Shelite said Sedgwick County officials initially felt they could create such a program on their own. But she said they haven’t yet and that she plans to meet with Sedgwick County Treasurer Linda Kizzire next week to discuss mobile systems to make things more convenient for taxpayers.

Sen. Carolyn McGinn, R-Sedgwick and chair of the interim budget committee that heard Keith’s presentation, said that no one looks forward to getting tags or a new title because of wait times.

She commended Keith for taking the initiative to present solutions to county and state officials.

Rep. Kasha Kelley, R-Arkansas City, said the state may have to find a way to deal with providing accurate wait times because the time to process titles and registrations can widely vary. But she applauded Keith.

“This is really inspiring,” she said.


Key part of recently axed Main Street program created 168 jobs since 2008

TOPEKA — A primary part of the Kansas Main Street program that Gov. Sam Brownback’s administration eliminated this fall created 168 jobs since 2008, according to the Department of Commerce.

But Commerce Sec. Pat George felt the state’s other economic development programs create more jobs, said Dan Lara, spokesman for the commerce department.

The department will allow communities to use existing money through the Incentive Without Walls program that created jobs.

Sen. John Vratil, R-Leawood, who is retiring from the Senate, said that eliminating the program seems inconsistent with Brownback’s effort to revitalize rural communities through incentives offered to people in the state’s Rural Opportunity Zones program.

The state has provided $3.7 million to 35 communities through the Main Street incentives program. The $982,000 spent since 2008 created 168 jobs, Lara said. It’s strongest years were 2011 and 2012, when it created 48 jobs in each year. Among those jobs were 29 in Leavenworth, 15 in Parsons, 13 in McPherson, 13 in Hutchinson and 11 in El Dorado.


Kansas Lottery Director to resign in December

TOPEKA – Kansas Lottery Director Dennis Wilson plans to resign in December in order to recover from a serious knee injury, Gov. Sam Brownback announced Wednesday.

Brownback applauded Wilson’s work, noting that the state had a 5 percent increase in ticket sales under Wilson’s leadership.

Brownback will name an acting director in coming weeks.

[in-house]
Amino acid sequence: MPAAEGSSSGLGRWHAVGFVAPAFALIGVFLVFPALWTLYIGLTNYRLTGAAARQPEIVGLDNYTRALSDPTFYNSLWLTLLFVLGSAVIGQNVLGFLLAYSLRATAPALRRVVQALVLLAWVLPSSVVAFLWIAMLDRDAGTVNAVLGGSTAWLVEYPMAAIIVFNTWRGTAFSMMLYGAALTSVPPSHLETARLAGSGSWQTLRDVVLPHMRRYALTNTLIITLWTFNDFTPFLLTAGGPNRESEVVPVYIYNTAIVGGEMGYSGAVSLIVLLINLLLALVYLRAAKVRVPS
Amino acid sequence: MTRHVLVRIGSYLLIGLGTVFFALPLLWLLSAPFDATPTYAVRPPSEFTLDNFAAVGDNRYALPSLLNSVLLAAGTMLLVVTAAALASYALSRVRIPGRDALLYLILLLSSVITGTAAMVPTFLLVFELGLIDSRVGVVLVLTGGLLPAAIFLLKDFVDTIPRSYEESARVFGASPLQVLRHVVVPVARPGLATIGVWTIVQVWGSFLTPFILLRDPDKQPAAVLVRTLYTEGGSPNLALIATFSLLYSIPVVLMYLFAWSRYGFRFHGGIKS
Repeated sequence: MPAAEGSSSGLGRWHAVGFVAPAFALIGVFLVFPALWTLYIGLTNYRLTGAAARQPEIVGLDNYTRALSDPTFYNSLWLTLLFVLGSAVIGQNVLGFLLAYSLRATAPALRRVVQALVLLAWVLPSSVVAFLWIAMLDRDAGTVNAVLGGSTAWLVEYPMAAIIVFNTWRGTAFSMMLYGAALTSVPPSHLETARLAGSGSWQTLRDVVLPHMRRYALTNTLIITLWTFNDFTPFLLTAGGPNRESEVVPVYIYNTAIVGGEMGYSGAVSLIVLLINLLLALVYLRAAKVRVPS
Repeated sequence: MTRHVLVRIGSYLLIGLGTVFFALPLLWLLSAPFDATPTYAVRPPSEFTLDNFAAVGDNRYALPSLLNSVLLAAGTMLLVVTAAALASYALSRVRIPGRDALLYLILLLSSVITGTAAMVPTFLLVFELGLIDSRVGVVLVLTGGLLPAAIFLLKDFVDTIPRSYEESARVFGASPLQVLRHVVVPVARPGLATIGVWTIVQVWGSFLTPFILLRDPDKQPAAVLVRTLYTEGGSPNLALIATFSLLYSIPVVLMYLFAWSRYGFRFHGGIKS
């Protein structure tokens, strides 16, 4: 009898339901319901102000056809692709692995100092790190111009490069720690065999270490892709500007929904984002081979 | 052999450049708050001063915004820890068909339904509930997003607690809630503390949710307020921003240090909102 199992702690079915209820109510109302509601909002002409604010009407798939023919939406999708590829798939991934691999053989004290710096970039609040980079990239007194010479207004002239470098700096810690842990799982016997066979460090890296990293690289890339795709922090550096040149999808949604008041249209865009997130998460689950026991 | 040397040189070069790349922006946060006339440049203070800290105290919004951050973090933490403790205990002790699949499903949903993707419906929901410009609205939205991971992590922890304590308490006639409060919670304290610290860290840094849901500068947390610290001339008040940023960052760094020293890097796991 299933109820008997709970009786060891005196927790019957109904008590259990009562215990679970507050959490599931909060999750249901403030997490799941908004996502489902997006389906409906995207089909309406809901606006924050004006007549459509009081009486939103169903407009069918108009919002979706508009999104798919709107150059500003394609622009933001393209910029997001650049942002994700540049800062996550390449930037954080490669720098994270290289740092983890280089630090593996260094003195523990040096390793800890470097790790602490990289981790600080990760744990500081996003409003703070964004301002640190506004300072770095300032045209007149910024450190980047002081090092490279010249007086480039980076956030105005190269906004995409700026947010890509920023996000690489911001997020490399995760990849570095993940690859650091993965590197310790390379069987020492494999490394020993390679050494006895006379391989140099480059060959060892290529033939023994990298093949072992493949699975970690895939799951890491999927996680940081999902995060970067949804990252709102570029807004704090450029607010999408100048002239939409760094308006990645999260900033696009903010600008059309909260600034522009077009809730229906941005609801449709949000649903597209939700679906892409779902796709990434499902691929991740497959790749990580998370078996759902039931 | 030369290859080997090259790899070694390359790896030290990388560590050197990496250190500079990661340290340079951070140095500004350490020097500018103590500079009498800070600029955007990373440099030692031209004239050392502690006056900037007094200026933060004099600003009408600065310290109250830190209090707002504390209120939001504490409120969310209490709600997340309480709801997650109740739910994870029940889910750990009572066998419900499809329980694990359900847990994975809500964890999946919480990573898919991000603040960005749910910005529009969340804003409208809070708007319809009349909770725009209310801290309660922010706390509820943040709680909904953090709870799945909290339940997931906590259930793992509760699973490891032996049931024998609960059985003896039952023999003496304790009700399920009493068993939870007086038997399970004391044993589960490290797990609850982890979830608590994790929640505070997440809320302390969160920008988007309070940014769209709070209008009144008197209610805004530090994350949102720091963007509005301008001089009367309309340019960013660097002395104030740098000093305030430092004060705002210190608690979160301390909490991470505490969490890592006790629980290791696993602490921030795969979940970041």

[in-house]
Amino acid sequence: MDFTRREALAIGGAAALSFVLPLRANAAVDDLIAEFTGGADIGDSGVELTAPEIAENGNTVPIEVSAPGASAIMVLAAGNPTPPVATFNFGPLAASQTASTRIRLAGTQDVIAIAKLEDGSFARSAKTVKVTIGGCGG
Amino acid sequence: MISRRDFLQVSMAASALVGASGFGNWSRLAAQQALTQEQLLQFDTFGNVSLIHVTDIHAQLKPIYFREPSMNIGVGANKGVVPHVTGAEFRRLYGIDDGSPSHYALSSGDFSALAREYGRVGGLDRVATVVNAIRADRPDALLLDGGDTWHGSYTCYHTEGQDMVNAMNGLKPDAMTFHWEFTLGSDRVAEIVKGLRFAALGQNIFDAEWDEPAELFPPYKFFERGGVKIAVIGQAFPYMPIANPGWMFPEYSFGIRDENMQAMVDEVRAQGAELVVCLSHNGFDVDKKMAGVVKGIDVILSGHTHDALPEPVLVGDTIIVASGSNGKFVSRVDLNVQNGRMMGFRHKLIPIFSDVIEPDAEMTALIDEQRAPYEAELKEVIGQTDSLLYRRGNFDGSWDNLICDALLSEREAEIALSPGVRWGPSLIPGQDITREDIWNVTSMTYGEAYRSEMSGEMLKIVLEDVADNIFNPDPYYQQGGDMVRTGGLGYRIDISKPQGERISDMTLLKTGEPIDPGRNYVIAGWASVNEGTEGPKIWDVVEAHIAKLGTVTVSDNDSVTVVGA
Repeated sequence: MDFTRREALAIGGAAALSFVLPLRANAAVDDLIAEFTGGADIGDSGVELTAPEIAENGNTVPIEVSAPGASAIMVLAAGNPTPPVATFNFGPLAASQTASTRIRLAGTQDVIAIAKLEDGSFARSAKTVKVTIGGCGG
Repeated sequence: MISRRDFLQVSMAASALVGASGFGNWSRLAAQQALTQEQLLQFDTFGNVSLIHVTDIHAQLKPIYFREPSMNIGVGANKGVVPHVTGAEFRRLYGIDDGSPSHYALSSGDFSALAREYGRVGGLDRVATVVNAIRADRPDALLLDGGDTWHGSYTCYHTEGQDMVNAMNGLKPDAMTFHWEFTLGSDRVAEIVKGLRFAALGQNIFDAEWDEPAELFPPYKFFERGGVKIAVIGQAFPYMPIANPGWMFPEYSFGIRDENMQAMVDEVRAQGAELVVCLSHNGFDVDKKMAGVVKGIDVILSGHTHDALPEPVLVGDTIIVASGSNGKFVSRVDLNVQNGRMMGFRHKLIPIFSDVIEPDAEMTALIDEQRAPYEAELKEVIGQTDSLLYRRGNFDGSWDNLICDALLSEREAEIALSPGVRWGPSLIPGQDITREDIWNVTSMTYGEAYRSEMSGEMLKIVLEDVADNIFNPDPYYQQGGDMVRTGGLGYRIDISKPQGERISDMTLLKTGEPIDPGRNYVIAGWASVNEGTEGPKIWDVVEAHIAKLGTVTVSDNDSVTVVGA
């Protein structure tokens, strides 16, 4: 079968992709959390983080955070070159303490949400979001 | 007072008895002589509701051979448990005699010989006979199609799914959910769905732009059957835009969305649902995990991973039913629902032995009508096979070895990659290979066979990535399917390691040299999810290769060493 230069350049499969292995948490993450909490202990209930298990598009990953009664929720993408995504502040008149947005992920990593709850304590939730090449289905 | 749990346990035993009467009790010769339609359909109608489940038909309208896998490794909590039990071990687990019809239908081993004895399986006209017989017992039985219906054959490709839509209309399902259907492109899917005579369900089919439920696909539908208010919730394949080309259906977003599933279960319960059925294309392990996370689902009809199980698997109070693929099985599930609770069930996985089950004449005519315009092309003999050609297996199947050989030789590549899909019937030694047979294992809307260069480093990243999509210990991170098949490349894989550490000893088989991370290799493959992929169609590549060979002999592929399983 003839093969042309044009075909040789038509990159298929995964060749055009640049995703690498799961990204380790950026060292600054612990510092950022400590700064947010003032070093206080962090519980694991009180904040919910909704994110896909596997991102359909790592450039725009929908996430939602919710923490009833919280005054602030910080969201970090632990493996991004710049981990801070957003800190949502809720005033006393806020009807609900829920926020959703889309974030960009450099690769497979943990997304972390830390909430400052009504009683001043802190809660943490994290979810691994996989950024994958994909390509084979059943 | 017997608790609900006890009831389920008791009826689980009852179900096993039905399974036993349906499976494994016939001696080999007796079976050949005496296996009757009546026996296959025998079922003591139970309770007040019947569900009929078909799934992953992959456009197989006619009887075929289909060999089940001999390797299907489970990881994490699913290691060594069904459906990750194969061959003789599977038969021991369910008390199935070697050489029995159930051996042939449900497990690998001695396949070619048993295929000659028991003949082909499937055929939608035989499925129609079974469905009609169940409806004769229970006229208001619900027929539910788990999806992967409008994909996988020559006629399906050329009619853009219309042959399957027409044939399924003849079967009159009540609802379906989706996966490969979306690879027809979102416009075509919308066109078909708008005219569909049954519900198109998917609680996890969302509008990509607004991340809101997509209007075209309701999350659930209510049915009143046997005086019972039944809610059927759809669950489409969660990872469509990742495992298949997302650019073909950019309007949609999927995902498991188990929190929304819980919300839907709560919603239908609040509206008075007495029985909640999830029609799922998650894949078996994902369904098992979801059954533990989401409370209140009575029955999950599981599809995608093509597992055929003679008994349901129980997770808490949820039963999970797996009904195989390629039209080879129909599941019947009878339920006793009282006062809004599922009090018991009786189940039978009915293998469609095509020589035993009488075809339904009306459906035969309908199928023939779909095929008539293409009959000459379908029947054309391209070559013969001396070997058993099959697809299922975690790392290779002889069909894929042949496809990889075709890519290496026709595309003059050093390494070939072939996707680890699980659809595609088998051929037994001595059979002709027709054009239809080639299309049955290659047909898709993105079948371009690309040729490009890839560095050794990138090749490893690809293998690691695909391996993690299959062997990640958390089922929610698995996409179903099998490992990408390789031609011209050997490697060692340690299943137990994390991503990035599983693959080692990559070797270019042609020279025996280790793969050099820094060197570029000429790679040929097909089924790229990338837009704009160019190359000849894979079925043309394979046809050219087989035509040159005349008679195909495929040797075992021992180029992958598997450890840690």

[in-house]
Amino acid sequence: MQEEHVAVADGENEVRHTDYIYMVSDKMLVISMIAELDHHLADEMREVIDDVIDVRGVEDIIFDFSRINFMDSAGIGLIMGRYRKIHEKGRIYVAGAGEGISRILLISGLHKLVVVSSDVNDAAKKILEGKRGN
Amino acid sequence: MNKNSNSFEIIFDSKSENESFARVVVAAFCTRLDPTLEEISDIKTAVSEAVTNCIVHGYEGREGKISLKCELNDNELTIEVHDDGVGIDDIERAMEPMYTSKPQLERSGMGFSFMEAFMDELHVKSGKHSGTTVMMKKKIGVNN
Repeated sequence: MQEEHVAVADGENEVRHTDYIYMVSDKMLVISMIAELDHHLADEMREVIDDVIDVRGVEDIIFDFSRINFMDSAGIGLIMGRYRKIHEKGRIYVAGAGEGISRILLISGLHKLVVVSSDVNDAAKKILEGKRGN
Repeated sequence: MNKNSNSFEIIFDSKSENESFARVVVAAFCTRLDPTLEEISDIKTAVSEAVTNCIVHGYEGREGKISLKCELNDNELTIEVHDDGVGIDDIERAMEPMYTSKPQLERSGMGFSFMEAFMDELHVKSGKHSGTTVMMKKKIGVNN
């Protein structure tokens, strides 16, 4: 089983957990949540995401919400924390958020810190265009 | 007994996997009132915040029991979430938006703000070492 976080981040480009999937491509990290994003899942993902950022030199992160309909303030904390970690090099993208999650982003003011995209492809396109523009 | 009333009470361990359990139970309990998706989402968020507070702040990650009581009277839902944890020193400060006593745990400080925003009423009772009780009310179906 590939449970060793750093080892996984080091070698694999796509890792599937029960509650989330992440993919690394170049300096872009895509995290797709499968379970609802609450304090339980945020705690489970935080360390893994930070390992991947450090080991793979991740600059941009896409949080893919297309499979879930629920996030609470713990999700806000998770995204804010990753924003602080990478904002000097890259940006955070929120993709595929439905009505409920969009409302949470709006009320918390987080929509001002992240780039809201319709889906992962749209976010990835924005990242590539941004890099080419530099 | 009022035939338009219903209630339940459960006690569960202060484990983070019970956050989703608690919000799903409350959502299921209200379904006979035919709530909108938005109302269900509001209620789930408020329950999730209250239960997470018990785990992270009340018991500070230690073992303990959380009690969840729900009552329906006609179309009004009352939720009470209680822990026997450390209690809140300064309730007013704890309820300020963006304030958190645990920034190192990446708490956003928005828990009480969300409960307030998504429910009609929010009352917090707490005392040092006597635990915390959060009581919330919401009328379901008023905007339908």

In a news release, Wilson thanked his staff for making sure the agency and its games are “upheld to the highest industry standards.”

“I am disappointed that my service must come to an end,” he said in a prepared statement. “But I need to direct my attention to my full recovery from a serious knee injury and ensure that it does not further deteriorate.”

Wilson, who is from Overland Park, previously served as a  representative in the House from 1995 to 1999 and in the Senate from 2005 top 2009.

Gov. Brownback announces new task force to reduce childhood poverty

Gov. Sam Brownback

TOPEKA – Gov. Sam Brownback on Wednesday announced the formation of a task force to reduce childhood poverty.

The 12-member task force will start meeting next week, and it aims to find cost-effective ways to make sure children understand as soon as possible that their decisions can have a lasting impact on their future.

“All too often in our state, children who are living in poverty today become tomorrow’s poor parents. Intergenerational poverty such as this affects our state’s long-term productivity and wellbeing,” Brownback said in a prepared statement.

The task force members include:

  • Phyllis Gilmore, secretary of the Kansas Department for Children and Families
  • Sherdeill Breathett, former president of the South Central Economic Development district and an executive board member of Real Men, Real Heroes.
  • Shawn Sullivan, secretary of the Kansas Department for Aging and Disability Services
  • Robert Moser, secretary of the Kansas Department for Health and the Environment
  • Monsignor Vincent Krische,  a senior associate at Corpus Christi Church in Lawrence
  • Dan Lord, professor of marriage and family therapy at Friends University
  • Carolyn Szafran, a social work instructor and field coordinator at Washburn University
  • Barry Feaker, executive director of the Topeka Rescue Mission
  • Mary Wilkinson, a member of the Kansas Family Policy Council Board of Directors
  • Joan Schultz, executive director of The Willow Domestic Violence Center (The Willow) in Lawrence
  • Joyce Crumpton, who has retired after working as a nurse in the Kansas City area for 30 years and has previously served on the REACH Healthcare Foundation.
  • Robert DeLeon, community center director and youth program director for the Salvation Army in Garden City.